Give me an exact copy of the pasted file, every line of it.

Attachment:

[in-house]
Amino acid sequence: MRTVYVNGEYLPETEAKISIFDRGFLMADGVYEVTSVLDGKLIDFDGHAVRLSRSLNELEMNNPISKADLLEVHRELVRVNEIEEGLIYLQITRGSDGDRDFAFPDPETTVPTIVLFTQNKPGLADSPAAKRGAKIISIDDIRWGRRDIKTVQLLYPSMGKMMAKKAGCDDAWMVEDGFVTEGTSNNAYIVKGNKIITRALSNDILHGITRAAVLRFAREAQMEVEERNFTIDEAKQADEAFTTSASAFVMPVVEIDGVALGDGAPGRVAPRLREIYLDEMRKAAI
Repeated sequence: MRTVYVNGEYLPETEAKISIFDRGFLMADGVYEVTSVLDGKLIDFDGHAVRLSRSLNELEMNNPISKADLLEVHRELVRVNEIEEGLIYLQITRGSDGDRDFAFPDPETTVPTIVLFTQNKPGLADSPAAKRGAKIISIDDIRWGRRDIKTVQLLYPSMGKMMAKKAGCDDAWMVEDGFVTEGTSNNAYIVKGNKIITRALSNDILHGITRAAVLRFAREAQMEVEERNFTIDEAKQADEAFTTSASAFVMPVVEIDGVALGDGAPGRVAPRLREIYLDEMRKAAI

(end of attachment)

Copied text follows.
[in-house]
Amino acid sequence: MRTVYVNGEYLPETEAKISIFDRGFLMADGVYEVTSVLDGKLIDFDGHAVRLSRSLNELEMNNPISKADLLEVHRELVRVNEIEEGLIYLQITRGSDGDRDFAFPDPETTVPTIVLFTQNKPGLADSPAAKRGAKIISIDDIRWGRRDIKTVQLLYPSMGKMMAKKAGCDDAWMVEDGFVTEGTSNNAYIVKGNKIITRALSNDILHGITRAAVLRFAREAQMEVEERNFTIDEAKQADEAFTTSASAFVMPVVEIDGVALGDGAPGRVAPRLREIYLDEMRKAAI
Repeated sequence: MRTVYVNGEYLPETEAKISIFDRGFLMADGVYEVTSVLDGKLIDFDGHAVRLSRSLNELEMNNPISKADLLEVHRELVRVNEIEEGLIYLQITRGSDGDRDFAFPDPETTVPTIVLFTQNKPGLADSPAAKRGAKIISIDDIRWGRRDIKTVQLLYPSMGKMMAKKAGCDDAWMVEDGFVTEGTSNNAYIVKGNKIITRALSNDILHGITRAAVLRFAREAQMEVEERNFTIDEAKQADEAFTTSASAFVMPVVEIDGVALGDGAPGRVAPRLREIYLDEMRKAAI